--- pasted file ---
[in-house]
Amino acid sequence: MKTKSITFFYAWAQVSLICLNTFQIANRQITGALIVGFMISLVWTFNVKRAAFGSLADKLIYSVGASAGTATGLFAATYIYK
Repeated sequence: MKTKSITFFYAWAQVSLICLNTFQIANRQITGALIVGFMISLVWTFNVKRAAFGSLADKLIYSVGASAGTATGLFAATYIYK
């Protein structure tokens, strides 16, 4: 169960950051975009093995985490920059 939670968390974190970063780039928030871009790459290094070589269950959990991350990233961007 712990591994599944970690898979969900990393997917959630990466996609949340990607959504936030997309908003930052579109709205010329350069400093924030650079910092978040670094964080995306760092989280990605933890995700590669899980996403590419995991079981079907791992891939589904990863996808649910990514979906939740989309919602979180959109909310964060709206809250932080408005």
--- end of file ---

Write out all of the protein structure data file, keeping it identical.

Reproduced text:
[in-house]
Amino acid sequence: MKTKSITFFYAWAQVSLICLNTFQIANRQITGALIVGFMISLVWTFNVKRAAFGSLADKLIYSVGASAGTATGLFAATYIYK
Repeated sequence: MKTKSITFFYAWAQVSLICLNTFQIANRQITGALIVGFMISLVWTFNVKRAAFGSLADKLIYSVGASAGTATGLFAATYIYK
């Protein structure tokens, strides 16, 4: 169960950051975009093995985490920059 939670968390974190970063780039928030871009790459290094070589269950959990991350990233961007 712990591994599944970690898979969900990393997917959630990466996609949340990607959504936030997309908003930052579109709205010329350069400093924030650079910092978040670094964080995306760092989280990605933890995700590669899980996403590419995991079981079907791992891939589904990863996808649910990514979906939740989309919602979180959109909310964060709206809250932080408005």